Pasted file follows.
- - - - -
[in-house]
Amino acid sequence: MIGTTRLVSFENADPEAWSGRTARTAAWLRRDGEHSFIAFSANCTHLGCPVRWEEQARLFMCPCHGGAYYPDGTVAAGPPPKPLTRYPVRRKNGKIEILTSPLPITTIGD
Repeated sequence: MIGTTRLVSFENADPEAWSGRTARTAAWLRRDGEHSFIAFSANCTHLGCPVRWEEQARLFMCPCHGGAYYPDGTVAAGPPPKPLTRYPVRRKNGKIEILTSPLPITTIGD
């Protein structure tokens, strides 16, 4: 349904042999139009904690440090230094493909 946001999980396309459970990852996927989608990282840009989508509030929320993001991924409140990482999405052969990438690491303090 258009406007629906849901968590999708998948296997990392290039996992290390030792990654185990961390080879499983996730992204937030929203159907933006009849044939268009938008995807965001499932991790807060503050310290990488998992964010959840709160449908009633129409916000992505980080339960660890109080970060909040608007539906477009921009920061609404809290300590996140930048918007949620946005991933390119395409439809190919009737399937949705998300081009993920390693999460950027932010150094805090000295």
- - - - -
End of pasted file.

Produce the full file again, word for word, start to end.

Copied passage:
[in-house]
Amino acid sequence: MIGTTRLVSFENADPEAWSGRTARTAAWLRRDGEHSFIAFSANCTHLGCPVRWEEQARLFMCPCHGGAYYPDGTVAAGPPPKPLTRYPVRRKNGKIEILTSPLPITTIGD
Repeated sequence: MIGTTRLVSFENADPEAWSGRTARTAAWLRRDGEHSFIAFSANCTHLGCPVRWEEQARLFMCPCHGGAYYPDGTVAAGPPPKPLTRYPVRRKNGKIEILTSPLPITTIGD
């Protein structure tokens, strides 16, 4: 349904042999139009904690440090230094493909 946001999980396309459970990852996927989608990282840009989508509030929320993001991924409140990482999405052969990438690491303090 258009406007629906849901968590999708998948296997990392290039996992290390030792990654185990961390080879499983996730992204937030929203159907933006009849044939268009938008995807965001499932991790807060503050310290990488998992964010959840709160449908009633129409916000992505980080339960660890109080970060909040608007539906477009921009920061609404809290300590996140930048918007949620946005991933390119395409439809190919009737399937949705998300081009993920390693999460950027932010150094805090000295």